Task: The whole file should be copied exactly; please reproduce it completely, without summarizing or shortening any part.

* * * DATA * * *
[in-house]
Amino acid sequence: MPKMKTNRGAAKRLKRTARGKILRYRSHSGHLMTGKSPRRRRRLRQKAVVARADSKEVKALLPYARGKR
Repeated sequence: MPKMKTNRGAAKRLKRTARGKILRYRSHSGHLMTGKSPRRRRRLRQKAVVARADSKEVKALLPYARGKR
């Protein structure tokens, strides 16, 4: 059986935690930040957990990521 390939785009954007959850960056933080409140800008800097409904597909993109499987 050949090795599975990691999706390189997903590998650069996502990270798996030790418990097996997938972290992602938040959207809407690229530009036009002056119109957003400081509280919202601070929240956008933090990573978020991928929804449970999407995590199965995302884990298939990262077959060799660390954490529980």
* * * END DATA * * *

[in-house]
Amino acid sequence: MPKMKTNRGAAKRLKRTARGKILRYRSHSGHLMTGKSPRRRRRLRQKAVVARADSKEVKALLPYARGKR
Repeated sequence: MPKMKTNRGAAKRLKRTARGKILRYRSHSGHLMTGKSPRRRRRLRQKAVVARADSKEVKALLPYARGKR
């Protein structure tokens, strides 16, 4: 059986935690930040957990990521 390939785009954007959850960056933080409140800008800097409904597909993109499987 050949090795599975990691999706390189997903590998650069996502990270798996030790418990097996997938972290992602938040959207809407690229530009036009002056119109957003400081509280919202601070929240956008933090990573978020991928929804449970999407995590199965995302884990298939990262077959060799660390954490529980």